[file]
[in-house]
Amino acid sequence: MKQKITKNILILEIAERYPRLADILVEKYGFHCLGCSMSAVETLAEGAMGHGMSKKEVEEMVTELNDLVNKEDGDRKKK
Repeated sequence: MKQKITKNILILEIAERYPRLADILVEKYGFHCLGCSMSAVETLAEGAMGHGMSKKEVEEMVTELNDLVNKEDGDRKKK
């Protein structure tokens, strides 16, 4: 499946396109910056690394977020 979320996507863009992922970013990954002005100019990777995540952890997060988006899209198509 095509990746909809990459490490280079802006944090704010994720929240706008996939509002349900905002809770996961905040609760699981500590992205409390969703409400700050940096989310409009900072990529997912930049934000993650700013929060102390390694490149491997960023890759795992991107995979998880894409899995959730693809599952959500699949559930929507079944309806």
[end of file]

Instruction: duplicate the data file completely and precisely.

[in-house]
Amino acid sequence: MKQKITKNILILEIAERYPRLADILVEKYGFHCLGCSMSAVETLAEGAMGHGMSKKEVEEMVTELNDLVNKEDGDRKKK
Repeated sequence: MKQKITKNILILEIAERYPRLADILVEKYGFHCLGCSMSAVETLAEGAMGHGMSKKEVEEMVTELNDLVNKEDGDRKKK
């Protein structure tokens, strides 16, 4: 499946396109910056690394977020 979320996507863009992922970013990954002005100019990777995540952890997060988006899209198509 095509990746909809990459490490280079802006944090704010994720929240706008996939509002349900905002809770996961905040609760699981500590992205409390969703409400700050940096989310409009900072990529997912930049934000993650700013929060102390390694490149491997960023890759795992991107995979998880894409899995959730693809599952959500699949559930929507079944309806």